Flood insurance for homeowners covers up to $250,000 for structural damage. (Don't panic if your house is worth more than that figure. It's $250,000 for rebuilding the house, not buying the land it sits on.) There's also $100,000 to cover the contents inside as well as damaged personal items. The problem with flood damage, as seen in the Katrina disaster, is that it can last for months or years due to toxic mold and mildew growth that prevents structures from being lived or worked in again. This is why even the partial flooding of a basement can be prohibitively expensive to fix.
The cost of insurance can vary depending on your risk assessment. If you live in an area that has been hit hard by flooding in the recent past, you may be charged a premium of as much as $4,000 a year. A low-risk resident can expect to pay around $400.
While premiums can be steep, it pays to remember how disaster cleanups are typically handled. If your area is hit by a devastating flood and the president declares it a disaster area, you're usually eligible for a low-interest government loan and possibly a small grant to cover your damages. A $100,000 disaster loan can require a payment of around $500 a month over 30 years.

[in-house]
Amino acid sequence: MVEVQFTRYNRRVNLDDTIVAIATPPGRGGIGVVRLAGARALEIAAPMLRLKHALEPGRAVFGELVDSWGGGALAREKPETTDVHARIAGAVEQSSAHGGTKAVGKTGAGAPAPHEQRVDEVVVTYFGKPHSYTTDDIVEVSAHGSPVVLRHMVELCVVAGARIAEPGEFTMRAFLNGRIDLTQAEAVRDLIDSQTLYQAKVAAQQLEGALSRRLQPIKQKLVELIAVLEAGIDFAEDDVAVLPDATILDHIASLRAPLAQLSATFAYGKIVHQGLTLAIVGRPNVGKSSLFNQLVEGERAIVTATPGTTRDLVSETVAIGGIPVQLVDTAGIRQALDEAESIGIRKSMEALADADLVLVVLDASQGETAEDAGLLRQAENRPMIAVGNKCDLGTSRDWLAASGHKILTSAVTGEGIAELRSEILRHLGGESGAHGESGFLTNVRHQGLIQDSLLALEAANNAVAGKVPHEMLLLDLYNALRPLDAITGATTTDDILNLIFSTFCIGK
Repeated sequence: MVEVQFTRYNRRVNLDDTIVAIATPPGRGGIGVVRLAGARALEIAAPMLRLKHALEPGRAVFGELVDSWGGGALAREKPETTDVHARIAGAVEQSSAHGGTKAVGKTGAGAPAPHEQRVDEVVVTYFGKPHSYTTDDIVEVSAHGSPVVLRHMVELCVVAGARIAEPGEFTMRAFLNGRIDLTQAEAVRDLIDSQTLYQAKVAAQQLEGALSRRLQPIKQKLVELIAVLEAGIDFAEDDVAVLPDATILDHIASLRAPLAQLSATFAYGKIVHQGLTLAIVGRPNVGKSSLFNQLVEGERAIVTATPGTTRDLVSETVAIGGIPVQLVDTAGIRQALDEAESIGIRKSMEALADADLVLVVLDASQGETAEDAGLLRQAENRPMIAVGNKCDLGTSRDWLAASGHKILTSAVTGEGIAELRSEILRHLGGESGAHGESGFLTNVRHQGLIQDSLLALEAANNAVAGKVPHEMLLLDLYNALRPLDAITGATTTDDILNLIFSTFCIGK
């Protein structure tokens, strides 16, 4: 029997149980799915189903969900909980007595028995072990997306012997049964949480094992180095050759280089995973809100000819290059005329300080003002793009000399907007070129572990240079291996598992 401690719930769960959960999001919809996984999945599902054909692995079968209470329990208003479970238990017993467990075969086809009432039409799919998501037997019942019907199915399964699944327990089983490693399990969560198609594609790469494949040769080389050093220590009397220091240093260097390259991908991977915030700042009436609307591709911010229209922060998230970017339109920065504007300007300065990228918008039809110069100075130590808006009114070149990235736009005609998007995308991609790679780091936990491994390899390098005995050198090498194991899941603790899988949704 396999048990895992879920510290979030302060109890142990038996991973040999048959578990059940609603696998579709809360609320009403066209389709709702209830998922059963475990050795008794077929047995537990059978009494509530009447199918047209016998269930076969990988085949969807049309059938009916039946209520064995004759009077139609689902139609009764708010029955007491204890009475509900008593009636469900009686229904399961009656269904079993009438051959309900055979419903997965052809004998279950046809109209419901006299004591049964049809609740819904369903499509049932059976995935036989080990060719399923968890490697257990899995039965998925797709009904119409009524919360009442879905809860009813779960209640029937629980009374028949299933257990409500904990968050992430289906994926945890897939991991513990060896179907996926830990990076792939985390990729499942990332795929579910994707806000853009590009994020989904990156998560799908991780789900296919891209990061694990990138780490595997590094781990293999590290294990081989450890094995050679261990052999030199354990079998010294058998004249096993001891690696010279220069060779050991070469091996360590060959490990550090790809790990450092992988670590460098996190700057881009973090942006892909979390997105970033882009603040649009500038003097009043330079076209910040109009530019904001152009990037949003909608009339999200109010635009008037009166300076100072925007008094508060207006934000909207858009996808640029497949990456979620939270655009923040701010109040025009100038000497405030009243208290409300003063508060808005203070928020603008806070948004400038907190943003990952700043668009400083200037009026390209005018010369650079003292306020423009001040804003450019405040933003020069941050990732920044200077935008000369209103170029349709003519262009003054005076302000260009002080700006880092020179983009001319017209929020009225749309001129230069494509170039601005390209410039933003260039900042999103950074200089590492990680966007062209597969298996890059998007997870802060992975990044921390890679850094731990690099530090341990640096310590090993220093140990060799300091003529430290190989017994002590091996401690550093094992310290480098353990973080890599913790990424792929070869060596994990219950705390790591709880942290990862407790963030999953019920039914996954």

If your home is in a high-risk area and you have a federally guaranteed mortgage, you're typically required to purchase flood insurance, which can be a steep bite out of your housing budget. The NFIP has set up a Community Rating System that helps areas reduce their flood risk and conversely drop their premiums by as much as 45% through community education and tighter building standards.